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13 Simple Ways To Stay Mentally Sharp

13 Simple Ways To Stay Mentally Sharp

Practicing certain healthy behaviors can effectively stimulate the brain and reduce the risk for dementia and Alzheimer’s disease.

Exercising your brain is just as vital for your overall health and well-being as exercising your body. Keeping your mind sharp, especially as you grow older, can reduce your risk for memory problems and dementia. It can also make your life happier and more fulfilling.

Here are 13 simple ways to stay mentally sharp and how to contact Lompoc Valley Medical Center if you think you may need help improving your brain health.

1. Keep Learning New Things

Continuing your education and learning new things can strengthen connections in your brain. It can also improve your memory function and the health of your brain cells.

Devote time daily to learning about a new topic or acquiring a new skill. Embark on new projects that can teach you new things in the long term, such as gardening. Another bonus to learning new things includes interesting things to share and talk about with your friends and family.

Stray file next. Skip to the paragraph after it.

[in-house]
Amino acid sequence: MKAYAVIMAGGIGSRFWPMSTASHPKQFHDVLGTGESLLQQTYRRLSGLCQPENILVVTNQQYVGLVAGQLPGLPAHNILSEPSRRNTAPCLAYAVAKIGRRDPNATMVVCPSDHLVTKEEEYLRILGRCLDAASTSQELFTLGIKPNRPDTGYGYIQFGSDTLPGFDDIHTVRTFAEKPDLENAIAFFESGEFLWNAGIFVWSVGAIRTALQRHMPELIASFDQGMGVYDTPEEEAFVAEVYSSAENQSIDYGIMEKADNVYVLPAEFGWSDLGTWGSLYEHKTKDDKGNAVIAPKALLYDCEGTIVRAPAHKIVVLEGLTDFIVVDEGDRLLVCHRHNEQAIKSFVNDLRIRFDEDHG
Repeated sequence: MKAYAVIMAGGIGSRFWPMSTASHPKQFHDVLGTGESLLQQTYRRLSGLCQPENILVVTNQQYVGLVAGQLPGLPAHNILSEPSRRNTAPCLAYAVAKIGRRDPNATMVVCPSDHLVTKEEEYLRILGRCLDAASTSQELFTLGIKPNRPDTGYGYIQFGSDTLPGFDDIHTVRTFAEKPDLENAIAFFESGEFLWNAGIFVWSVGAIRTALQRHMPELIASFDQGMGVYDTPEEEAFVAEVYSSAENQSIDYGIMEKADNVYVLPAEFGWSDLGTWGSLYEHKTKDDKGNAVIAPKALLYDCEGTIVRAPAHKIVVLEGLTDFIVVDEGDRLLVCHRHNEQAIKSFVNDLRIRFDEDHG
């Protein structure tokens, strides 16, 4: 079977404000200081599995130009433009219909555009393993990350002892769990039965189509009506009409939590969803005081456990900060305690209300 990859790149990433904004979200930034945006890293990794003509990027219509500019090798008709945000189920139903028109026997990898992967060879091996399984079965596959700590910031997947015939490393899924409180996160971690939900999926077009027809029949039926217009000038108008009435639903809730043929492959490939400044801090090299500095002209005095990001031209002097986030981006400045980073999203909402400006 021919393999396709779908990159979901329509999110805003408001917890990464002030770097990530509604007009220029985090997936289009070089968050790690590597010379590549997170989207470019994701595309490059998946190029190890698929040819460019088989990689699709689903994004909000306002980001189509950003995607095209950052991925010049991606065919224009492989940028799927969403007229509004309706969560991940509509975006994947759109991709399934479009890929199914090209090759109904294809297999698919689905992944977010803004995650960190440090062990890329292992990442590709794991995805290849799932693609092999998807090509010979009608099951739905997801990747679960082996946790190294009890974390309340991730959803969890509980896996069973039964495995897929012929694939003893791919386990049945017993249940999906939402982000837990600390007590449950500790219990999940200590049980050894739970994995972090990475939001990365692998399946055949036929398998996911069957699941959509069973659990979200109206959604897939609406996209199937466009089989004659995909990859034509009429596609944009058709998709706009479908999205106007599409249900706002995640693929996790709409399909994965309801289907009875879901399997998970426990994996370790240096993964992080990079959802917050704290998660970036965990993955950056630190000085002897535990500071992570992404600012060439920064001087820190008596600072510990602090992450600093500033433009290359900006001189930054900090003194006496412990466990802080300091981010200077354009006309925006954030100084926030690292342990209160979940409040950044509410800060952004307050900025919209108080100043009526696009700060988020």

2. Start Reading More Often

Reading consistently also strengthens connections in your brain. It can improve your memory and concentration. It can also reduce stress, help you relax, and lower your risk for dementia.

Increase the amount of time you spend reading every day. Pick up books or magazines on topics you enjoy. Subscribe to apps on your phone that tailor news and magazine articles to your interests.

Here are other fun ways to include reading in your daily lifestyle:

  • Join or start a book club.
  • Read to your grandchildren.
  • Read at night to relax before bedtime.
  • Visit the library regularly.
  • Swap books with friends and relatives.
  • Start something new if you don’t enjoy what you’re reading.

3. Get Into Writing

Writing is another brain exercise that can keep your mind stimulated and improve your memory. Start a diary or journal, or write emails to your friends and relatives to tell them what you’ve been up to. You could also write and send handwritten letters and cards.

If you have a particular interest or hobby, consider starting a blog dedicated to various topics about that hobby. Or, if you have a creative side, write poetry or short stories. Look for creative writing prompts online that can stimulate your creativity and brain.